For many of us, when we think of wearable technology we think in terms of gadgets aimed at the fitness market, enabling sports jockeys to gather stats about their latest workout, heart rate, and mileage, or seen as toys for techies who want the ability to view text messages and weather forecasts on their watch. It’s yet to explode into mainstream life, and is certainly still nascent in the enterprise.

According to a 2015 Digital IQ survey, only three per cent of enterprises are investing heavily in wearable technology, down from six per cent in 2014. In business terms, many people view wearable computing as a technology that’s still in search of a business problem. Field Service is ideally placed to change all that with the potential to become the catalyst for the elusive ‘Killer App’ wearables will require in their quest for market adoption.

[easy-tweet tweet=”Embedded sensors, processors, software, and connectivity are changing industries’ approaches” via=”DaveHartProfit and @ServiceMax hashtags=”Iot”]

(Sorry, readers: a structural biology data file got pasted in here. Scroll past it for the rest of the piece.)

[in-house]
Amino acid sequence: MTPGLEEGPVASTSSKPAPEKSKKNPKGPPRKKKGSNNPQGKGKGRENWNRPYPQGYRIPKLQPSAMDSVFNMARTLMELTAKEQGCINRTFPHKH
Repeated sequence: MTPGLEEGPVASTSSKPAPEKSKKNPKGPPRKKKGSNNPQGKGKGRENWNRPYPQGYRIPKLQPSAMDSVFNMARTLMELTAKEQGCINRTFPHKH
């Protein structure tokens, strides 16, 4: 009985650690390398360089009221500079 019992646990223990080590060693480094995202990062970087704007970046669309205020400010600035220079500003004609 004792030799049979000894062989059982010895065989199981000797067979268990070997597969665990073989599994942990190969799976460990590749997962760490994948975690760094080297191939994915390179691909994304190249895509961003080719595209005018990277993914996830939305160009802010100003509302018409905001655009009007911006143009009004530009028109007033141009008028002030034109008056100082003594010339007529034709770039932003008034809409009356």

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The convergence of major industry trends, such as the Internet of Things, Cloud Computing, Servitisation, and 3D printing are all nudging field service to the forefront of the business agenda. Embedded sensors, processors, software, and connectivity in products, coupled with a product cloud in which product data is stored and analysed and some applications are run, are driving major improvements in product functionality and performance. It’s also creating massive amounts of new product-usage data.

Ironically, as an industry that was relatively late to join the information economy, it could soon find itself at the leading edge of it in the next few years. Until just a few years ago, innovation in the Field Service industry was inching forward at a snail’s pace with manual processes and paperwork. The last two ‘revolutionary’ technologies to hit industry were mobile, which freed techs from the tedious hamster wheel of triplicate paper-based processes, and more recently the cloud, which empowered access and visibility to unprecedented amounts of information. The latter gave rise to the Field Service Management industry, modernising Field Service for the twenty first century with a dedicated business platform and automated end-to-end processes.